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In this activity, students use mathematics to understand tides and gravitation and how gravity works across astronomical distances, using an apparatus made from a slinky, meter stick, and a hook. A description of the mathematical relationships seen... (View More) in the demonstration is included. The resource is from PUMAS - Practical Uses of Math and Science - a collection of brief examples created by scientists and engineers showing how math and science topics taught in K-12 classes have real world applications. (View Less)

In this activity, students compute the strengths of the gravitational forces exerted on the Moon by the Sun and by the Earth, and demonstrate the actual shape of the Moon's orbit around the Sun. The lesson begins with students' assumptions about the... (View More) motions of the Moon about the Earth and the Earth about the Sun, and then test their understanding using an experimental apparatus made from a cardboard or plywood disk and rope. This resource is from PUMAS - Practical Uses of Math and Science - a collection of brief examples created by scientists and engineers showing how math and science topics taught in K-12 classes have real world applications. (View Less)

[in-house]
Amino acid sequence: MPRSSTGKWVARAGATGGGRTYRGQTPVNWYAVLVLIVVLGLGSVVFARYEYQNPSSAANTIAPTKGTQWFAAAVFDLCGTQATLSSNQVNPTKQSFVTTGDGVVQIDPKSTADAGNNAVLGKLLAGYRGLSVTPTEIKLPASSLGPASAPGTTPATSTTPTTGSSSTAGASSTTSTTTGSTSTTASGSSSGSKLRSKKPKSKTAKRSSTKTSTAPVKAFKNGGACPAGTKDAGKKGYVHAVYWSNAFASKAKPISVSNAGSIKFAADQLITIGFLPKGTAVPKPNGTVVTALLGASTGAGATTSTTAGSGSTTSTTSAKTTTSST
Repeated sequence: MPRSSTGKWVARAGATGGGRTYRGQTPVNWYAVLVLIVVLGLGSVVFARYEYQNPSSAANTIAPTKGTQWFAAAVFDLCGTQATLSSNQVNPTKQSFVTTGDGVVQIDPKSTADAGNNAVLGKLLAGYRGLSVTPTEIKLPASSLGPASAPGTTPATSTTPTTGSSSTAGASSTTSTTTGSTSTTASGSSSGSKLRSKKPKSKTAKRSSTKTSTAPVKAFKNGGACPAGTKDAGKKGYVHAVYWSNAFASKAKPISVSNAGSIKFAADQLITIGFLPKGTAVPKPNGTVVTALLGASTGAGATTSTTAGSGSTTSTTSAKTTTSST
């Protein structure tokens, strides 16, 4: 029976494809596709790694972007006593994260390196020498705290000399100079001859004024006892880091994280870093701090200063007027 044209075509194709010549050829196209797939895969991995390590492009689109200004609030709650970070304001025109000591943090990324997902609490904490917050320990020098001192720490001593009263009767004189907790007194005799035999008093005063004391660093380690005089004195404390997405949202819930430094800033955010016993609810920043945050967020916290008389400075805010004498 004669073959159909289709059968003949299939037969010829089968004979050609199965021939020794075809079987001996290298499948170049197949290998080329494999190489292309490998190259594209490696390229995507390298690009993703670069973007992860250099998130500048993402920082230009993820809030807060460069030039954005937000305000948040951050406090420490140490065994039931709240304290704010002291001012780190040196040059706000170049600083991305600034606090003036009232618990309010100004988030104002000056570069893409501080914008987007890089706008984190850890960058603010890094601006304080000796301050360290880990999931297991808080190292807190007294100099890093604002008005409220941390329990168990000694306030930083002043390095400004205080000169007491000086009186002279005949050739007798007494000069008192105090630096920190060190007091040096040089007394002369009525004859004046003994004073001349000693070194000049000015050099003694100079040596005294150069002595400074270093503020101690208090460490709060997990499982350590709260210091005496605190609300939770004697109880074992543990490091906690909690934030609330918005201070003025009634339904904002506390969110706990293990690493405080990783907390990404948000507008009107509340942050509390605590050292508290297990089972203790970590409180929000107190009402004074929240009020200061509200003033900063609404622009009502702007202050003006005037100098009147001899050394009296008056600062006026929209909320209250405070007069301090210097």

This lesson addresses the common student misconception that the Earth is closer to the Sun during the summer in the Northern Hemisphere. This lesson encourages students to voice this misconception at the beginning of the lesson and then attempts to... (View More) correct it-first, by exploring the reason for it, and then by presenting an alternate explanation. Materials needed for the demonstration include a small globe and a desk lamp for each group of students, a large ball, and overhead transparency. This resource is from PUMAS - Practical Uses of Math and Science - a collection of brief examples created by scientists and engineers showing how math and science topics taught in K-12 classes have real world applications. (View Less)